Étouffée, perfect circles, and fresh air: Legat Architects employees share COVID-19 quarantine experiences
Legat employees have begun to gradually return to our Illinois and Ohio studios while adhering to CDC-recommended guidelines for reducing the spread of COVID-19. One thing we can’t refute (nor can anyone else): the last three months have been unlike any other.
During the quarantine, we’ve become more observant, more reflective, more appreciative, and more willing to try new things. Our employees’ newfound or revived hobbies range from cooking and puzzle making to birdwatching, carpentry, and gardening. One employee even took up the lute, while another started rating movies based solely on their architectural elements. Below we share a few of those experiences.
Tianye Zhou: You Are What You Eat
Tianye, an associate in our Oak Brook studio, allowed his inner chef to emerge during the quarantine. One of the best dishes he made was a crawfish étouffée. Tianye has an appreciation for distinct regional foods based on French, Italian, Mexican, and Chinese cuisines. He considers Cajun and Creole cuisine one of America’s most localized regional foods . . . and it tastes great. Étouffée reminds him of an East Asian cuisine called gaifan, consisting of meat, fish, or vegetables over a plate or bowl of rice. It looks and tastes just like étouffée.
Cooking helped Tianye relax and reflect on many good memories during the quarantine. It also enabled him to communicate with his family back in Beijing, China. “Since we cannot share a dish now,” said Tianye, “they started sending me a photo of their lunch every day. And now I have already received more than 30 photos! Sometimes, I would send back photos of
what I cooked (occasionally) or ordered out (a lot).”
Tianye agrees with the famous maxim, “We are what we eat.” He believes that cooking and eating are not just something we have to do every day. He said, “I believe what I cook and eat is an accumulation of experiences: the people I’ve met, what I’ve learned, and where I’ve gone.”
Of course, Tianye relishes taste, but he also values the story behind each dish. For instance, he still remembers the day when he decided to go to college in Wuhan, a city in south China. His mother made him a list of cooking recipes and told him he needed to learn them all before he left because “it is your identity as a northern man.”
Tianye also has fond memories of a chilly, rainy evening he spent in Ethiopia’s Semien Mountains, where he and his friends enjoyed fresh roasted coffee and Semien Mountains-style chicken goulash . . . all while surrounded by dozens of baboons. Good thing that baboons have a vegetarian diet!
Mardee Marden: Unexpected New Neighbors
One morning early in the quarantine, our Gurnee Studio Coordinator Mardee Marden and her daughter Ella looked out a bay window to notice two perfect circles carved into a tree in their yard. Initially, Mardee thought the holes were manmade. She and Ella soon discovered three tiny birds using the holes for nests. The holes were so perfect that Mardee still thought they were manmade . . . then she looked up woodpeckers, which she had never seen.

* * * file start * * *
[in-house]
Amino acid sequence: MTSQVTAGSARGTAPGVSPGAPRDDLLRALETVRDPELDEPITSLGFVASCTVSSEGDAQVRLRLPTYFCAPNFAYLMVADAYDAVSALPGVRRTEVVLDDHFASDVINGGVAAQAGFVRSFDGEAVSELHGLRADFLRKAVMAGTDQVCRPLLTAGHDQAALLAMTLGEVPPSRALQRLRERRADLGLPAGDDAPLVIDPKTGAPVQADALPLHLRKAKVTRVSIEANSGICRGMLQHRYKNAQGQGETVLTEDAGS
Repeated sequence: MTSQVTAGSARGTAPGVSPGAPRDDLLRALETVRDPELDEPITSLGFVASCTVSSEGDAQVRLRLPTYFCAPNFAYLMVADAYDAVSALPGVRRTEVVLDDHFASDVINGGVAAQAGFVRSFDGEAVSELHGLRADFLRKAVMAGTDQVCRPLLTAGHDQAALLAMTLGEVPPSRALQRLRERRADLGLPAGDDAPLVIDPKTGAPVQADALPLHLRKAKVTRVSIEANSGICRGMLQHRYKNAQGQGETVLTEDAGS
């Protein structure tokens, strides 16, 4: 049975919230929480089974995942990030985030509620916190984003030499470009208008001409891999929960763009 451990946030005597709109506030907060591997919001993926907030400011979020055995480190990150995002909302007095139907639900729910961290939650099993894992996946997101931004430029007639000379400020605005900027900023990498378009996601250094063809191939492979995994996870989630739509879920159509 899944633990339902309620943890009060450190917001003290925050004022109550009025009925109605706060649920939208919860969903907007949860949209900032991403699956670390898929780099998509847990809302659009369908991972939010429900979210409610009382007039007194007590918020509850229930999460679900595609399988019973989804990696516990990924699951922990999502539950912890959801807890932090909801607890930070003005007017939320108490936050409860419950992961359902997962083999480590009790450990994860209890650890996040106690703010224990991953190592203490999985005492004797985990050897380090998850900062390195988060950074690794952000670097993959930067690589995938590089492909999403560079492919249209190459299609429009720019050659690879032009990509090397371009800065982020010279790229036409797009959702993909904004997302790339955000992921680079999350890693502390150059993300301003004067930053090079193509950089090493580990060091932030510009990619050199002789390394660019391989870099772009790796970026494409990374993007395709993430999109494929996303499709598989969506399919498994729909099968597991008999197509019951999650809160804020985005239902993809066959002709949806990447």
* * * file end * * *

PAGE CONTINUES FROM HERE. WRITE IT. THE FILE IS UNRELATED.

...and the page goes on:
Mardee said, “To my embarrassment, I imagined woodpeckers would resemble Woody . . . you know who I’m talking about. To my surprise, I discovered the truth: my new neighbors are woodpeckers and they are great builders indeed.”
Mardee and Ella watched the woodpeckers throughout the quarantine and they suspect the woodpeckers were watching them. And the noise? It’s a muffled fast knocking. “We’ve come to love the sounds,” said Mardee, “as long as they stick to the trees and not my house.”
Loren Johnson: Neighborhood Exploration
Loren Johnson, senior architect and sustainability coordinator in our Chicago studio, has made a habit of walking his Lincoln Square neighborhood with his wife Krysta and their dog Olaf. According to Loren, Lincoln Square offers an ideal urban trek: it has a mix of commercial and residential including both multi-family buildings and single-family homes. Additionally, the neighborhood has a good blend of incomes and ages with single people, families, and retirees. There are also many fellow dog owners in the neighborhood. All of this adds up to great people watching.
“It’s been very nice to have breaks in the day to get some fresh air,” said Loren. “It helps me to schedule better and keep track of my tasks.”
Olaf mainly enjoys tagging along for the smells. Usually, he likes to greet the neighbor dogs, but everyone has been trying to keep the dogs apart too lately.
Eventually, Loren and Krysta started bringing a garbage bag and a pincher to help keep their neighborhood clean. Loren said, “It’s interesting to see what kinds of things end up in the gutters. We’ve been seeing a lot of fast food containers and PPE lately.”
Tricia Davis: To the Rescue
When she was cleaning leaves over one quarantine weekend, Legat’s Chicago Studio Coordinator Tricia Davis and her roommate watched helplessly as a hawk killed a robin that was sheltering her eggs. The roommates put the eggs in a box with a heating pad, then drove an hour to drop them off at a wildlife rehabilitation center.
The vet said the eggs looked good and were almost ready to hatch. They did hatch and the birds were hand-fed before being released.
Contact us or comment below to share your thoughts on this post.